The bureau became known as the Black Chamber and set up residence in a four-story brownstone owned by a friend at 3 East 38 Street in New York City.
Today the NSA has site facilities and listening posts all over the world. Its main office is at Fort Meade, MD, where it is reportedly the largest employer in the state with 20,000 people and an annual payroll of $831.7 million.
While the number of employees has diminished in recent years, most likely a condition of advancing technology, the NSA has steadily increased its square footage of floor space and is perpetually upgrading its facilities. NSA facilities currently occupy nearly 3.5 million square feet of space in Maryland alone.
Gunter Ahrendt's List of the World's Most Powerful Computing Sites lists the NSA at Fort Meade as having the world's second most powerful supercomputer.
The NSA has additional domestic research and communications intercept facilities in San Antonio, Texas, near Rosman, NC, near Sugar Grove, WV, near Yakima, WA, and Eilson AFB, AK. The agency has also acknowledged intelligence-gathering sites in Germany, Great Britian, Japan, Australia, the Phillipines, Turkey, Greece and Italy.
Organization and function
The NSA is linked to 18 government departments and agencies through Communications Security (COMSEC) systems. The agency's primary mission is to protect U.S. telecommunications and certain other communications from exploitation by foreign intelligence services and from unauthorized disclosure, commented Pike from information published by the United States Senate Select Committee on Governmental operations with Respect to Intelligence Activities, Foreign and Military Intelligence (1976).
The NSA's purpose has always been foreign intelligence. The NSA, which is loosely governed by a few federal communications acts, has broad snooping powers for gathering foreign intelligence that is in the interest of national security.
Interestingly, there is no precise definition of foreign intelligence. The notion of national security is also open for interpretation. The NSA reportedly does not initiate any investigations of its own; it responds to the requests of other federal departments and agencies. The undefined terms somehow create gray areas that provide the unchartered agency the authority to gather information from everywhere.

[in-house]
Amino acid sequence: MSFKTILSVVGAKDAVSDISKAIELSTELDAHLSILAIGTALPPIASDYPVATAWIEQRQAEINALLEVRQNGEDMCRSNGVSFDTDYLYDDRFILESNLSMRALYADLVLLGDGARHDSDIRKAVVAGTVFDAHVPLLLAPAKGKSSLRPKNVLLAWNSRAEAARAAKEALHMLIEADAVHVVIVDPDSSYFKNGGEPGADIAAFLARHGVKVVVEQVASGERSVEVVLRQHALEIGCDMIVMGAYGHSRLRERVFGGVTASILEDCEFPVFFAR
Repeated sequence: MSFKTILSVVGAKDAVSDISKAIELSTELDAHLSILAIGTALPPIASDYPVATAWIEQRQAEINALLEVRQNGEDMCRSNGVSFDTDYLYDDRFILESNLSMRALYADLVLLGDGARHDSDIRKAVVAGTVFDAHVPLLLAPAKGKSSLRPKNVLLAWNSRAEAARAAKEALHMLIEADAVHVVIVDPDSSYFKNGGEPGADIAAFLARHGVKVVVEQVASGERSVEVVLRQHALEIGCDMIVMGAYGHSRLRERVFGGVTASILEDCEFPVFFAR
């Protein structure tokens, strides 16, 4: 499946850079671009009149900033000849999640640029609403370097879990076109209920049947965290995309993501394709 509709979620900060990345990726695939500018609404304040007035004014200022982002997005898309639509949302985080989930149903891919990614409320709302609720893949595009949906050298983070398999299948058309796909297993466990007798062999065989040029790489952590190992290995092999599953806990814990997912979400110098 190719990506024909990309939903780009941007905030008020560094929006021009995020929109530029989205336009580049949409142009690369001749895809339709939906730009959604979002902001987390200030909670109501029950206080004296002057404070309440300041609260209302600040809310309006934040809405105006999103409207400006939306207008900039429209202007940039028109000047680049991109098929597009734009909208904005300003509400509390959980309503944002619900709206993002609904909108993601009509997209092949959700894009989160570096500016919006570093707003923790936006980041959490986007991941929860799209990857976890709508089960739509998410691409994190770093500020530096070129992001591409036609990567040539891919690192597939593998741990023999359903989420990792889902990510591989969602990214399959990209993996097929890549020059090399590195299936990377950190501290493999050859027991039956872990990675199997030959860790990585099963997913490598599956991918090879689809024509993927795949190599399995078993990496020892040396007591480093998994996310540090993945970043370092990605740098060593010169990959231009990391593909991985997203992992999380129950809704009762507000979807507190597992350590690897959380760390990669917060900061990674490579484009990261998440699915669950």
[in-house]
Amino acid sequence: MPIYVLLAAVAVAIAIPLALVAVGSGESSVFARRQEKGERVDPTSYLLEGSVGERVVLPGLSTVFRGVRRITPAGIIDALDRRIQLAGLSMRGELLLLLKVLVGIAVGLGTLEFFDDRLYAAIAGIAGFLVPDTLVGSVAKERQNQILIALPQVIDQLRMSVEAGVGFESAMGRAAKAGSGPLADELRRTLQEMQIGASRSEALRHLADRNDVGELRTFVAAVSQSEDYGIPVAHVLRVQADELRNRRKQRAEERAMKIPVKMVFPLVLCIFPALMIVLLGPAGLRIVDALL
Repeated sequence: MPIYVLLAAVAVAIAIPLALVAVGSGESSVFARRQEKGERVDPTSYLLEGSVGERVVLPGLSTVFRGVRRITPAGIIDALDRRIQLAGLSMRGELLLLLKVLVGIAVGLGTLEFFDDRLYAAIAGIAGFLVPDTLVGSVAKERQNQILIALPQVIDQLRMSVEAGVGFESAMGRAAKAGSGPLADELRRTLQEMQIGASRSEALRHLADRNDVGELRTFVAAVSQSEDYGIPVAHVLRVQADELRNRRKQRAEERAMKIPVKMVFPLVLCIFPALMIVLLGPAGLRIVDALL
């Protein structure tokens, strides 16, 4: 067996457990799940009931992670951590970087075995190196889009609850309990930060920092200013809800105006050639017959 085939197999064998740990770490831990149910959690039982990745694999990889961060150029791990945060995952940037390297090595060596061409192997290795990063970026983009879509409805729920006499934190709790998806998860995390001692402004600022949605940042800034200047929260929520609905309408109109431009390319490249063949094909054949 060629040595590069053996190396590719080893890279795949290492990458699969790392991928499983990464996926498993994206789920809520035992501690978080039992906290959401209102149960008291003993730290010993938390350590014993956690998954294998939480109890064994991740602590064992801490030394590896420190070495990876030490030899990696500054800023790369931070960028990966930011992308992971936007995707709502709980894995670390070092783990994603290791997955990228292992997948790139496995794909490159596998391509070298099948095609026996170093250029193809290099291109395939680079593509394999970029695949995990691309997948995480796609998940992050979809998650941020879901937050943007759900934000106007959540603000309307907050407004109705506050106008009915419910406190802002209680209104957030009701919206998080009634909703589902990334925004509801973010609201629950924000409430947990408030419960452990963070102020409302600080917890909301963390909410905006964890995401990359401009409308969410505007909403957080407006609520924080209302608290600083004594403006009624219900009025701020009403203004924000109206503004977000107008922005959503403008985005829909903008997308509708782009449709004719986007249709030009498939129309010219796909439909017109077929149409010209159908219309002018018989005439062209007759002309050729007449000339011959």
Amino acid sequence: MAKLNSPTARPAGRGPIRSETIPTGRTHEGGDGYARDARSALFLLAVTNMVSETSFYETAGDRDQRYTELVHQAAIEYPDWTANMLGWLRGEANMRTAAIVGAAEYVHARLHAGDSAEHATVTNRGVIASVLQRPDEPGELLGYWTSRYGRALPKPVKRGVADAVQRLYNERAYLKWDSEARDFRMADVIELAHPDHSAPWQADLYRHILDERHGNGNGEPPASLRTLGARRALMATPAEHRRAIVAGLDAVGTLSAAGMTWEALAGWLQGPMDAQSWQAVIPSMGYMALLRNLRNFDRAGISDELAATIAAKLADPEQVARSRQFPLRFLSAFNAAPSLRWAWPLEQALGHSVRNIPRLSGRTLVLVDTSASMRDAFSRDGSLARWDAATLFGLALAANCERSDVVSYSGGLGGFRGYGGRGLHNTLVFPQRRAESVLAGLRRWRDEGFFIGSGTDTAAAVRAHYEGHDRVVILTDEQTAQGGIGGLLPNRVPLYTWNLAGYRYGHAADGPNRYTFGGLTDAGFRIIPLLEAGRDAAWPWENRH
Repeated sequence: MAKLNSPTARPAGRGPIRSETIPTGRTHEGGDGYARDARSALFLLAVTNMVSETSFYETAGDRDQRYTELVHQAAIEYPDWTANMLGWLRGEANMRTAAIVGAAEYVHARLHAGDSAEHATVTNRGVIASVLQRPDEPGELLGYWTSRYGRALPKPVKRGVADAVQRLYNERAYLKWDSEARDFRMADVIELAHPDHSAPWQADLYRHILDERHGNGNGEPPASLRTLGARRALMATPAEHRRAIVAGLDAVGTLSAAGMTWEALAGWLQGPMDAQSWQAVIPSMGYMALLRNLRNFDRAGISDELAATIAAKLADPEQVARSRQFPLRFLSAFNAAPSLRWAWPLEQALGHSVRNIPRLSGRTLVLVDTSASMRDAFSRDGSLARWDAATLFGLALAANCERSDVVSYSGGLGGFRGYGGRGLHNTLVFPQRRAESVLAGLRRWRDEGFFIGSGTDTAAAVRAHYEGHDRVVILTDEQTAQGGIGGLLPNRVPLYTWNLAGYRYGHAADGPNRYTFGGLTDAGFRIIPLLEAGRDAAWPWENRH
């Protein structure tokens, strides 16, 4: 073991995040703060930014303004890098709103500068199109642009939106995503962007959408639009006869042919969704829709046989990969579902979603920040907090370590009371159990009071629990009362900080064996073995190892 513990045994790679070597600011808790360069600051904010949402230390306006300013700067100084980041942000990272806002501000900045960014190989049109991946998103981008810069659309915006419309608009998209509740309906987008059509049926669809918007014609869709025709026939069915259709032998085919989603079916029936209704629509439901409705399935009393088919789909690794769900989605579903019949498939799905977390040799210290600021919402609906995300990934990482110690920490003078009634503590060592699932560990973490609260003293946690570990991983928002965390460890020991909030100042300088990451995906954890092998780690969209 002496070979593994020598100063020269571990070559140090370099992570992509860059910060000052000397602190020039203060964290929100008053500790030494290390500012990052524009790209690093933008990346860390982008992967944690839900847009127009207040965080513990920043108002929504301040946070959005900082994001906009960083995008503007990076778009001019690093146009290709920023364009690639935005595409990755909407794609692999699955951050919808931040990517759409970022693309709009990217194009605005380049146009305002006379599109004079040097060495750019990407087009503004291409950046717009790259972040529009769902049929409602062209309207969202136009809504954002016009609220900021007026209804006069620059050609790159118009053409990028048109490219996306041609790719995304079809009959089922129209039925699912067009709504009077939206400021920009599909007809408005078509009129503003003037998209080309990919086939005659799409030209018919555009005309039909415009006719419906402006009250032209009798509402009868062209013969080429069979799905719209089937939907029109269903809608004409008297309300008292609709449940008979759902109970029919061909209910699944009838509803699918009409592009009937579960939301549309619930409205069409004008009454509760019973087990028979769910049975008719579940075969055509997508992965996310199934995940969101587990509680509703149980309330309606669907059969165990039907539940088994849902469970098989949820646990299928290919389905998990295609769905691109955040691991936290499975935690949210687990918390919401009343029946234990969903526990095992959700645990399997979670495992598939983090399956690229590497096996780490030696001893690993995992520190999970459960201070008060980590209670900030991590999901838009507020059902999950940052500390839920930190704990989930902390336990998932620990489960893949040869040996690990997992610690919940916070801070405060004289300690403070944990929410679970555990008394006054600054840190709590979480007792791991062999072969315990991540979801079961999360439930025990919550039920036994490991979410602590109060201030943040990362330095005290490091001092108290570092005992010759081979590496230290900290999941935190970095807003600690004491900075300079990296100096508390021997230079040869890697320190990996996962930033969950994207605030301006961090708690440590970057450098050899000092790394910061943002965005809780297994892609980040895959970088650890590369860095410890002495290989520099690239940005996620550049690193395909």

According to Bamford, No law has ever been enacted prohibiting the NSA from engaging in any activity. There are only laws to prohibit the release of any information about the agency.
According to Pike, the agency is divided into at least 26 identifiable groups and directorates. A reading of the synopsis of each group's duties (a few with functions that have not been identified) indicates that the NSA and its possibly 52,000 employees have been commissioned to watch everything, listen to everything and read everything.
The implications of an unbridled NSA
The most obvious implication of an NSA that has been commissioned to find out everything about everything is that the right to privacy does not exist. All phone calls may be monitored, all mail can be opened, all email and computer hard drives may be read, all persons may be photographed and videotaped -- and there is nothing to stop the NSA from doing those things because it has never been formally commissioned and it has no laws which govern its activities.
The more important, yet less obvious, implication of the agency which is the eyes and ears of the other branches, departments and agencies of the federal government, is that it provides interested agencies with all of the data which allow them to evolve, implement and enforce public policy.
If the government knows everything, then it knows when somebody invents an internal combusion engine that runs pollution free and gets over 200 miles to the gallon (of water); it knows that contaminated vaccines have contributed significantly in the spread of AIDS; it knows that FDA-approved herbicides, pesticides, solvents and pharmaceuticals are causing epidemics of physiological and psychological damages to the bodies and minds of trusting Americans.
The government knows everything. It knows everything about everything that is destroying our society and our planet and it knows everything about everything that would allow us to maintain our standards of living while cleaning up our toxic messes and restoring social order.
The government knows everything about all of the things that are poisoning us and it knows everything about all of the things that make us healthy.
If the government knows everything about everything and yet it evolves, implements and enforces public policy that insures the continued poisoning of people and the planet; evolves, implements and enforces public policy that keeps sustainable technologies that would benefit mankind from reaching the marketplace, then, perhaps we have finally identified exactly where to place the legal liability for all that ails this once-free nation.
The government knows everything.